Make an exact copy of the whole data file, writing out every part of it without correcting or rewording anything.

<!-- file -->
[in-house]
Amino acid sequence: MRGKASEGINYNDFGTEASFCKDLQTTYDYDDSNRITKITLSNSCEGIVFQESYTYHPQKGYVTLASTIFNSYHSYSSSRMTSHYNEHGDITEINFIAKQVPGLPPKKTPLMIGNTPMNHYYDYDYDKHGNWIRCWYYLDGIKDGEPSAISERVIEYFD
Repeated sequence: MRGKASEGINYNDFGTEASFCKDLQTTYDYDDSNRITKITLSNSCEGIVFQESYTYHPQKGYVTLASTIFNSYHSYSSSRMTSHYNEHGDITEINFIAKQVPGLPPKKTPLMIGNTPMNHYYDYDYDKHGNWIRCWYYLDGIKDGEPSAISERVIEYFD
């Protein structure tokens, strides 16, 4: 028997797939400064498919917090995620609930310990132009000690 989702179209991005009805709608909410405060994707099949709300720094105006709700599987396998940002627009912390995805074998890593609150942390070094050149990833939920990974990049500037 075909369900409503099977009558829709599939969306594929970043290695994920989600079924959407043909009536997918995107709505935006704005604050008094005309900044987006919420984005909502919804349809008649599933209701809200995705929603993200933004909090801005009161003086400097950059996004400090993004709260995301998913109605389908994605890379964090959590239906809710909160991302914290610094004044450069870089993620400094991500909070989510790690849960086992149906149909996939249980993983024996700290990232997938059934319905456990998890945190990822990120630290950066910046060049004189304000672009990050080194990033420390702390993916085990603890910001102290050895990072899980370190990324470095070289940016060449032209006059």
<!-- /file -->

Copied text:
[in-house]
Amino acid sequence: MRGKASEGINYNDFGTEASFCKDLQTTYDYDDSNRITKITLSNSCEGIVFQESYTYHPQKGYVTLASTIFNSYHSYSSSRMTSHYNEHGDITEINFIAKQVPGLPPKKTPLMIGNTPMNHYYDYDYDKHGNWIRCWYYLDGIKDGEPSAISERVIEYFD
Repeated sequence: MRGKASEGINYNDFGTEASFCKDLQTTYDYDDSNRITKITLSNSCEGIVFQESYTYHPQKGYVTLASTIFNSYHSYSSSRMTSHYNEHGDITEINFIAKQVPGLPPKKTPLMIGNTPMNHYYDYDYDKHGNWIRCWYYLDGIKDGEPSAISERVIEYFD
């Protein structure tokens, strides 16, 4: 028997797939400064498919917090995620609930310990132009000690 989702179209991005009805709608909410405060994707099949709300720094105006709700599987396998940002627009912390995805074998890593609150942390070094050149990833939920990974990049500037 075909369900409503099977009558829709599939969306594929970043290695994920989600079924959407043909009536997918995107709505935006704005604050008094005309900044987006919420984005909502919804349809008649599933209701809200995705929603993200933004909090801005009161003086400097950059996004400090993004709260995301998913109605389908994605890379964090959590239906809710909160991302914290610094004044450069870089993620400094991500909070989510790690849960086992149906149909996939249980993983024996700290990232997938059934319905456990998890945190990822990120630290950066910046060049004189304000672009990050080194990033420390702390993916085990603890910001102290050895990072899980370190990324470095070289940016060449032209006059």